“Prepare for the worst – hope for the best.” This English Channel motto definitely also applies to swimming the Strait of Gibraltar.
It can be extremely easy – only half a Zurich lake marathon swim! – and it can be “the hardest swim of my life” (Armin Wunder).
Pat Gallant-Charette (EC in 15:57) had swum the Strait of Gibraltar at age 59 in only 3 hours 28, supported by some amazing currents as Rafael explained, whereas a fellow countryman who swam the English Channel in 11 hours 20 had to battle it out for 7 hours 30 min., due to a strong current that kept him swimming in one place for 2 hours.
When I was invited to participate in the Moroccan part of the World Harmony Run in 2008, I wondered “Why not swim from Spain (Europe) to Africa?”, and another dream was born. I soon realised, however, that it is not so easy and inexpensive as one might think, even if the distance between the two continents at the narrowest point of the Strait of Gibraltar is only 14,4 km. Just to get there by plane, train and bus (or rented car), then having to allow for the possibility of a bad weather period like at the English Channel, and even the possibility of being stopped by fog, wind picking up or erratic strong currents that can give a hard time even to fast swimmers. Boat and registration alone are 1700 €uro (for more info see ACNEC).
After reaching one of my bigger goals – the Channel-Triathlon Dover-Calais-Brussels-Aachen in 2010, “Swimming to Africa”, i.e. swimming across the Strait of Gibraltar seemed a nice smaller challenge. Still I was in doubt about my chances as a sub 3 km/h swimmer in open water. I missed the registration starting Dec. 1st, 2010, and when I was getting ready to register in Dec. 2011, I hesitated just for a few days – now only the second week of October was left (yes, they do take bookings into the second and even third week of October!)
Dedicated to the 25th Anniversary of the World Harmony Run
But it turned out to be a blessing. We experienced warm air (19-24°C), warm water (20°C most of the way, with only a few cold patches and currents nearer to Africa), quite a few calm days – and appartment prices are lower after the main season. Tarifa, where swimmers will stay to wait for their swim, is dubbed the world’s kite surfing capital and is much more peaceful now – the summer craze is over, and training swims at the endless kite surfers beach Playa los Lances, with beautiful clear water and softly rolling waves, is less dangerous.
I was happy to be able to dedicate the swim to the 25th anniversary of the World Harmony Run – and almost everyone got the opportunity to hold the World Harmony Run torch!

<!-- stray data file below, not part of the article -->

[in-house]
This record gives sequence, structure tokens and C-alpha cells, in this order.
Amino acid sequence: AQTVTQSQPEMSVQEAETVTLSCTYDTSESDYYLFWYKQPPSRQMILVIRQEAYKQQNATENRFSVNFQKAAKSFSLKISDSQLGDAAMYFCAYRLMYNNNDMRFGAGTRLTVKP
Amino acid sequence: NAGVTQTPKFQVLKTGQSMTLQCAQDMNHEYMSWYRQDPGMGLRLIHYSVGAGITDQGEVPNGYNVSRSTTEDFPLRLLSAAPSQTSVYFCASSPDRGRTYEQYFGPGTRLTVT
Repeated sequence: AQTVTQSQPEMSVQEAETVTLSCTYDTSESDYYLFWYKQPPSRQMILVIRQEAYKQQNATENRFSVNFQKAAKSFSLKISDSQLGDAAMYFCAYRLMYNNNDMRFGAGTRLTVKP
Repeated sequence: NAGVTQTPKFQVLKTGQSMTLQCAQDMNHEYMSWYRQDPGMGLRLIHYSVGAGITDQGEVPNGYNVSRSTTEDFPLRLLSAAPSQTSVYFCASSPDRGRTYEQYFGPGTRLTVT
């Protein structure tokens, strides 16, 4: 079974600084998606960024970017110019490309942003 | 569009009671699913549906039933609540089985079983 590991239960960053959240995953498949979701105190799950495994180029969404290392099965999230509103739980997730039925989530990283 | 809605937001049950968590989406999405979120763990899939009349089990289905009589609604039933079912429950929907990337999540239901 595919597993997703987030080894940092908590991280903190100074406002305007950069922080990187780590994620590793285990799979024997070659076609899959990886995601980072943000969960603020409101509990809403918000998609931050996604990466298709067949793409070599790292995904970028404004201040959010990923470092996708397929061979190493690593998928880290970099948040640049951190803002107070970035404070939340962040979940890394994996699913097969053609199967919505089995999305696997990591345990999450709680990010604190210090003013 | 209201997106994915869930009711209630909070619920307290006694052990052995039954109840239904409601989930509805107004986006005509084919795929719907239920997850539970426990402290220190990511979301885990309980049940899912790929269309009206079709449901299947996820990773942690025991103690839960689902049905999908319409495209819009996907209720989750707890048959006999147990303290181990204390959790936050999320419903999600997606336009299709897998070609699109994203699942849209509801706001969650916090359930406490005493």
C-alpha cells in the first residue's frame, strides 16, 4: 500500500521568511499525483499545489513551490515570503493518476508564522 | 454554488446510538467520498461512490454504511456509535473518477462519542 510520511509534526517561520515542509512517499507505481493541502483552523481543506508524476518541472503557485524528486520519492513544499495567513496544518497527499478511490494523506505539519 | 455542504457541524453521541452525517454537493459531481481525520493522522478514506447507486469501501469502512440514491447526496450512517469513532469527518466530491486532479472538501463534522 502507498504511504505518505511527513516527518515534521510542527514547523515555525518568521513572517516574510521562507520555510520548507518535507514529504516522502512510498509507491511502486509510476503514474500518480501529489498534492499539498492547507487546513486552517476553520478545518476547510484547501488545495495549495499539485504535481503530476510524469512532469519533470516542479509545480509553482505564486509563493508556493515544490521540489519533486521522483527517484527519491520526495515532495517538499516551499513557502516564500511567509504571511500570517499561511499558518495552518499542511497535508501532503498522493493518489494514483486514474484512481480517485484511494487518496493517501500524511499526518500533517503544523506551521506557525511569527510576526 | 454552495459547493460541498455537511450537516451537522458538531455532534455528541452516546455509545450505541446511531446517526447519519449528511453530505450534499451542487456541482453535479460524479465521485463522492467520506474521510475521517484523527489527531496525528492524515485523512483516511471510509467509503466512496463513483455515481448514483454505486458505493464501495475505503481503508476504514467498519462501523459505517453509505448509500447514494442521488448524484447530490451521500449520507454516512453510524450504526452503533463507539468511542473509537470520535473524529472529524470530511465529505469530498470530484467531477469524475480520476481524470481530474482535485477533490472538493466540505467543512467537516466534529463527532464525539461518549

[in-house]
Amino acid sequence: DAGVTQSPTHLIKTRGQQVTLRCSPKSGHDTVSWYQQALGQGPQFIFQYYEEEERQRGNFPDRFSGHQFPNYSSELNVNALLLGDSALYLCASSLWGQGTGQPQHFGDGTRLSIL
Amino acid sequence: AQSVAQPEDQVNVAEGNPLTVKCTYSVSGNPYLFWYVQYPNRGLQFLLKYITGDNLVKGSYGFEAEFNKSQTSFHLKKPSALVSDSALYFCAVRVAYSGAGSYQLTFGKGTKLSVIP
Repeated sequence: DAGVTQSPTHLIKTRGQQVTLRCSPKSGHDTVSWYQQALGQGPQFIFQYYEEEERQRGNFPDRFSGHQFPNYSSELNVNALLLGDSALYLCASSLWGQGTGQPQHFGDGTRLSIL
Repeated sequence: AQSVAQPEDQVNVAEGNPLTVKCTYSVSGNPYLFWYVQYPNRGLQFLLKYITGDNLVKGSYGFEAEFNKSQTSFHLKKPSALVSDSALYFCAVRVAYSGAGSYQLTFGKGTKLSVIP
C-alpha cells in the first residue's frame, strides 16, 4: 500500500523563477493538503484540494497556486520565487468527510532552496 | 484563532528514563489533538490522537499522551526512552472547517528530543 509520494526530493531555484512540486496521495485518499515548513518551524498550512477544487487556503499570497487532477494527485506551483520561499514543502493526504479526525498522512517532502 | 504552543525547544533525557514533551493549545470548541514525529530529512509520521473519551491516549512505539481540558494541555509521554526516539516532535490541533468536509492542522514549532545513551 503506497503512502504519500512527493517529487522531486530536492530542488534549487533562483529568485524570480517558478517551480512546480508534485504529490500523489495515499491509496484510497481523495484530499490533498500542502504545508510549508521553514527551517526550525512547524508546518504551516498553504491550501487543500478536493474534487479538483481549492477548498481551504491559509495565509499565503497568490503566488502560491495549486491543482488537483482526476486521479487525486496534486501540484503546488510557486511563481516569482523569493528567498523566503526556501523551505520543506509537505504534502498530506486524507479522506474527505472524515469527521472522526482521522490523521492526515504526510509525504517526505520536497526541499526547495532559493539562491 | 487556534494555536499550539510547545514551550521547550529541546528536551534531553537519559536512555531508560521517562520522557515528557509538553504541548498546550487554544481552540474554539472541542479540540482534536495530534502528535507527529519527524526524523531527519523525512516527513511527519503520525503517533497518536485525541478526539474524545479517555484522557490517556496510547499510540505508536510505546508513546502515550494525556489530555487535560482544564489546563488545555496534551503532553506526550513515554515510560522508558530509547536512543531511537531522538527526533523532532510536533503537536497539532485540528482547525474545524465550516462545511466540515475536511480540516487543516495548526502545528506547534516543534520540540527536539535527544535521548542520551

Booked for Oct 7-15th I arrived the night of the 4th, briefly talked to Rafael, the president of ACNEG the next morning, to meet for detailed information on Sunday evening (the 7th) , with a view to swimming on Tuesday or Wednesday the 9th or 10th around 8:30 a.m. “You are a slower swimmer,” he said, “you need the right combination of wind and currents”. Wednesday would be best with half an hour more tidal support. This sounded quite reassuring. I had come with a cold from a final 3 hour cold swim at home, feeling quite weak, and hoped to be able to get well and acclimatise in time. Albena, my helper from Edinburg, was due Saturday (6th) late at night. Shortly before she arrived, a text message from Rafael came: “If tomorrow the weather is good we’ll try to cross. I’ll inform you by morning.” O no, not this experience again! I was still sick, unprepared and uninformed about any details, and stores were closed on Sunday. I called Rafael to learn a possible start would be at 1 p.m. I realised that would force me to stop if I needed longer than 7 hours – since the sun was setting at 8 p.m. and there is no night swimming allowed in the Straits. Also wind and currents did not look too good on the internet. I sent a text message to Rafael that I wanted a fair chance. My inner voice said: no swim for me on Sunday. Even if there was mist predicted for Tuesday and fog for Wednesday morning. Luckily, there was no call on Sunday morning, so no discussion was needed. We had time for a proper briefing with everyone later in the day, more shopping on Monday, rest, food and two more training swims in the colder coastal water, before the final call came – for Tuesday.
A Magic Day
Ginger tea and Paracetamol helped me once again, and on Oct. 9th, at 8:30 a.m., I felt o.k., mas o menos. It was quite misty – and at the starting point at Tarifa island, ready to go, there was a discussion between the two pilots – Christina on Columbia 2 and Fernando on the small craft (who had swam the Straits 5 times, fast!) – for a few minutes whether it would be safe to give it a try or not. Albena obviously asked the right questions to help with the decision – according to the forecast the mist would lift soon and the sun was already visible in the East. So off we went. I had to swim towards the rocks, but the swells were powerful – so we started a few meters away.